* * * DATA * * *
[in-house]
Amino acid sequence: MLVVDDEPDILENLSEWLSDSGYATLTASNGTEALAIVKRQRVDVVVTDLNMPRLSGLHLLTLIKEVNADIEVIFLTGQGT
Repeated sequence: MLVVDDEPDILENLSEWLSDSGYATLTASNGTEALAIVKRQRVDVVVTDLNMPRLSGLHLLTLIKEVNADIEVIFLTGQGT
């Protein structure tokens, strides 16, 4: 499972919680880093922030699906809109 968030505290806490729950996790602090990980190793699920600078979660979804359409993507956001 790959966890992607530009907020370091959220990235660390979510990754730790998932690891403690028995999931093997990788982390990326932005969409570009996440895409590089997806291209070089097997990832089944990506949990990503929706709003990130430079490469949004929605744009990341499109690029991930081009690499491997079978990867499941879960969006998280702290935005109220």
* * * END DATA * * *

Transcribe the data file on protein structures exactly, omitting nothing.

[in-house]
Amino acid sequence: MLVVDDEPDILENLSEWLSDSGYATLTASNGTEALAIVKRQRVDVVVTDLNMPRLSGLHLLTLIKEVNADIEVIFLTGQGT
Repeated sequence: MLVVDDEPDILENLSEWLSDSGYATLTASNGTEALAIVKRQRVDVVVTDLNMPRLSGLHLLTLIKEVNADIEVIFLTGQGT
């Protein structure tokens, strides 16, 4: 499972919680880093922030699906809109 968030505290806490729950996790602090990980190793699920600078979660979804359409993507956001 790959966890992607530009907020370091959220990235660390979510990754730790998932690891403690028995999931093997990788982390990326932005969409570009996440895409590089997806291209070089097997990832089944990506949990990503929706709003990130430079490469949004929605744009990341499109690029991930081009690499491997079978990867499941879960969006998280702290935005109220």